This project is read-only.

Providers

Aug 12, 2008 at 1:30 PM
I've had a look at the code.

The approach of starting with the Atom spec is interesting, since it means that you won't have a mismatch when it comes to serving atom data.
However it makes the back-end more daunting, since it all has to be in place at once.
You have public class FileAtomPubProvider : AtomPubProvider as the only provider at present.
In a more mature versions there would ideally also be a SQL database-backed provider, and a mock provider for testing?

AtomPubProvider is from ProviderBase. I'm not that familar with the  ProviderBase class - I would have expected AtomPubProvider to be an interface - which seems to be what all Dependency Injection and IOC tools expect. What benefits does this base class give?


Aug 13, 2008 at 5:52 AM
Edited Aug 13, 2008 at 5:55 AM
I'm excited about using the Atom spec as a basis for BlogSvc.  It allows other tools to work with it automatically (Live Writer).  Can you explain what you mean when you say
However it makes the back-end more daunting, since it all has to be in place at once.
One nice thing with Atom (and .NET 3.5) is that I can easily reuse the controls and layouts for all sorts of existing data on the internet. For example, I am using the RSS feed for this discussion by way of the SyndicationFeedFormatter in a sidebar on blogsvc.net.

I'm using the provider design pattern because it is so well understood with the Asp.net providers that have been around for years. If this design pattern is outdated then I need to read up on these newer patterns.
Please see ASP.NET 2.0 Provider Model: Introduction to the Provider Model
A couple pages down explains the ProviderBase.  I'll definitely look into the newer MVC membership provider usage to see if there is a better way.

Also, yes, there will be a SQL database-backed provider.  A mock provider for testing is also a good idea.
Aug 13, 2008 at 9:35 AM
Edited Aug 13, 2008 at 9:36 AM
What I meant by that was that the other blog projects are iterating outwards, starting with just a few  tables and working through those from front to back before adding new ones. With the atom spec there on day one, your database provider has to provide lots of different data items just to get started.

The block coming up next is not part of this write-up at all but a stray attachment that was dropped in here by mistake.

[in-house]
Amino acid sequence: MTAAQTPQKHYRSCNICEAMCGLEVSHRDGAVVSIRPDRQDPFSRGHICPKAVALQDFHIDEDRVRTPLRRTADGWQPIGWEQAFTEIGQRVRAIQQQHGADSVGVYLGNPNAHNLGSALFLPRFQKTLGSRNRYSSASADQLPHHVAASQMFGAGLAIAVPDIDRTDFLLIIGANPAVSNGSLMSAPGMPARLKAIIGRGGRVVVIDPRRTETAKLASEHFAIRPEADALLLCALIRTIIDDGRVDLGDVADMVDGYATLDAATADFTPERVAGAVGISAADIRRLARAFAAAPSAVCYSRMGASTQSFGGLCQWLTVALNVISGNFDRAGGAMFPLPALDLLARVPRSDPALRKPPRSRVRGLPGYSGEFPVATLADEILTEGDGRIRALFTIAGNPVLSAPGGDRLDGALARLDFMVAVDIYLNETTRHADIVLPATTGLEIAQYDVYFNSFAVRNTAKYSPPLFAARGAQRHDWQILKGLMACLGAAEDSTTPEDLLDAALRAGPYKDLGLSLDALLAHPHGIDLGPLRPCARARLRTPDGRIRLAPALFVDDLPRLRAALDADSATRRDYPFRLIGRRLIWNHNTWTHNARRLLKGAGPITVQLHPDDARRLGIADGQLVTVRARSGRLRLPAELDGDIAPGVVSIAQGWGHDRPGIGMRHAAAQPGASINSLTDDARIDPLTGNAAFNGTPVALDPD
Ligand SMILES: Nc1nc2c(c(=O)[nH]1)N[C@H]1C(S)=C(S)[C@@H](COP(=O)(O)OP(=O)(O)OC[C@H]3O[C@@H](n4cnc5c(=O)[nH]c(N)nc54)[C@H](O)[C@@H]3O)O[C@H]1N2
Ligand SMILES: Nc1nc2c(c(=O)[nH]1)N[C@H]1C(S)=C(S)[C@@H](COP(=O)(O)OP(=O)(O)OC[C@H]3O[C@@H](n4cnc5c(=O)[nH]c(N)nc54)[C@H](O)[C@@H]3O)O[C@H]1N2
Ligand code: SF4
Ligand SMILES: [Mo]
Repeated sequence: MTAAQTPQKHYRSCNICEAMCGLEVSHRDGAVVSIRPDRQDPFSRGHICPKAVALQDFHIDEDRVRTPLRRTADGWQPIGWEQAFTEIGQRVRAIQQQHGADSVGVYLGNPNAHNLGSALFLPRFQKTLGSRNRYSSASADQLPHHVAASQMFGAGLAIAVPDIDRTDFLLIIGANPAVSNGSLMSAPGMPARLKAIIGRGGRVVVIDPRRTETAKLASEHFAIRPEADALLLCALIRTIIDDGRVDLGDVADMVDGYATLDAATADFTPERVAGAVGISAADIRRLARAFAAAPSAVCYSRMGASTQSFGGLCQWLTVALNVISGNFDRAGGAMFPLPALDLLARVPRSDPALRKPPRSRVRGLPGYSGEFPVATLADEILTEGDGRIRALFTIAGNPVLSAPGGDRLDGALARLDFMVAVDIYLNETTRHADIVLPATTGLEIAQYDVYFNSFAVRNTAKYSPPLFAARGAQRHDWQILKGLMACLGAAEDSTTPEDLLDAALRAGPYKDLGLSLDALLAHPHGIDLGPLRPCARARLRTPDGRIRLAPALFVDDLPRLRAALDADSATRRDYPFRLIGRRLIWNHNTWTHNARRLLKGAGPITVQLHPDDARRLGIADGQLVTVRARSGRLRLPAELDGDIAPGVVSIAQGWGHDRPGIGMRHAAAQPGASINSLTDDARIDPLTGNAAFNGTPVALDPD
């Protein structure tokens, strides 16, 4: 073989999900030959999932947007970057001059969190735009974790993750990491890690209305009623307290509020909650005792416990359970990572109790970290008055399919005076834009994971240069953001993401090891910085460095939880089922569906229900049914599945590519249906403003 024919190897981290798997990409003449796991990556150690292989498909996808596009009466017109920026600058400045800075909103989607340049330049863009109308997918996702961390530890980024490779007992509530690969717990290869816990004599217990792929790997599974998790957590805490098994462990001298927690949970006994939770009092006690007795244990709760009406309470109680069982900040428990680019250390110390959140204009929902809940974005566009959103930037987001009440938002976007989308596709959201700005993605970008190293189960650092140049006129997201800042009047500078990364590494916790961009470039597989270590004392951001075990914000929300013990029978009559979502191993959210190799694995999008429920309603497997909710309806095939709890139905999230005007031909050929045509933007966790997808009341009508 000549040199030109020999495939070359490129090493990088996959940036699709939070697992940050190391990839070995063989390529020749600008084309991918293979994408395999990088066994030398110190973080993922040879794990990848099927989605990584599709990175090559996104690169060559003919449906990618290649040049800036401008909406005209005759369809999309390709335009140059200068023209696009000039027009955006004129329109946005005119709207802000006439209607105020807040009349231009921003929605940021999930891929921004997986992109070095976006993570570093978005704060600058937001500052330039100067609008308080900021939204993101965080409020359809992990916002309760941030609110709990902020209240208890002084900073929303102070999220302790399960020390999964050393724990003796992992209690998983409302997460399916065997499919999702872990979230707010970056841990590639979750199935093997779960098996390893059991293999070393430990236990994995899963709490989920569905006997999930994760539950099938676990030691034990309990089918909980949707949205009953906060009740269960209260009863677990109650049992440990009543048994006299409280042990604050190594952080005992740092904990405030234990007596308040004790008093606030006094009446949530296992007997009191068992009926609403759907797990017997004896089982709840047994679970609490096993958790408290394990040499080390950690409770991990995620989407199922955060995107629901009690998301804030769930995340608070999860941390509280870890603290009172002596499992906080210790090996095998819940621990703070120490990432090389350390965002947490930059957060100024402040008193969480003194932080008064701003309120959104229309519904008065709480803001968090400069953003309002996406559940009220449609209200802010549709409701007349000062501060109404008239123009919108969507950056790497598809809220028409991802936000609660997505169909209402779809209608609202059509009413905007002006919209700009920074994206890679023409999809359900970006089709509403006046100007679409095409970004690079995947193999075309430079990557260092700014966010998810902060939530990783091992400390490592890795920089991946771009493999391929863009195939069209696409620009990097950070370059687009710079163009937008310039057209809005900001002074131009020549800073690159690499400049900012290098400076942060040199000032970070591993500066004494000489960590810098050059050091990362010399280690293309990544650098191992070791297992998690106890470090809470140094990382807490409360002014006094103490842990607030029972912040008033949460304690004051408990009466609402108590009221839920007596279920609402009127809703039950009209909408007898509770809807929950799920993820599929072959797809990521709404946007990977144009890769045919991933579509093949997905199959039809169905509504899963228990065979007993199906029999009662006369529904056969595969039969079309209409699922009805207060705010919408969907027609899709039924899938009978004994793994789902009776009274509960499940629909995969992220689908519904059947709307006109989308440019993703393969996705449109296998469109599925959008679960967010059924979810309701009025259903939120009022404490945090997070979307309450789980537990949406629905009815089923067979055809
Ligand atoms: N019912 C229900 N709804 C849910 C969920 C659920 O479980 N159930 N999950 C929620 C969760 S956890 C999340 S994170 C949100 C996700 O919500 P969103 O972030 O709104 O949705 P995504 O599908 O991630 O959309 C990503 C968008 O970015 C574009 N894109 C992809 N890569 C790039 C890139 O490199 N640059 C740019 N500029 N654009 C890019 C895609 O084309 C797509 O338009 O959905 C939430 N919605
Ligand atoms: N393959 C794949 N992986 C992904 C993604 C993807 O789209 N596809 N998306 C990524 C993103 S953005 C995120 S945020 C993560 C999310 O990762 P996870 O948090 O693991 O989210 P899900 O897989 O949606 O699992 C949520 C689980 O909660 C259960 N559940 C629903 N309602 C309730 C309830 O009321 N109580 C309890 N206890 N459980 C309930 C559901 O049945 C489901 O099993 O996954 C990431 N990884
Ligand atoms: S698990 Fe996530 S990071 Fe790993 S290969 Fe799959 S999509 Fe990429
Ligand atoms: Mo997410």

But I suppose you could stub most of them out and implement the methods iteratively.

The use of interfaces to isolate and mock data layers is shown in the ASP.net mvc storefront video series: http://www.asp.net/learn/3.5-sp1/video-361.aspx
See also http://jeffreypalermo.com/blog/the-onion-architecture-part-1/

I'm sure that the provider base class also has benefits, I'd have to read more to asses what they are.

Aug 13, 2008 at 6:01 PM
Edited Aug 13, 2008 at 6:03 PM
Yes, it is true there are more data items (by a factor of 3).  However the complexity hasn't increased all that much and it is much more generic than having a BlogPost table and BlogComment table etc.  There is a need for around 12 tables.  See Design for a diagram of the object model.
Aug 17, 2008 at 6:30 AM
Anthony, although I had previously watched the OpenID video of the storefront series (part 16), I had yet to watch the rest.  Thanks to your post above, my development came to a halt on Thursday and I watched every episode.  Now, I'm taking a hard look at switching from the provider model to the repository and service structure (with IoC) as I feel it would fit nicely.  And, I had just hit a point where the provider model just wasn't working well with the design as it was causing me to refactor too much.  So I'm going to give some of the these techniques a try.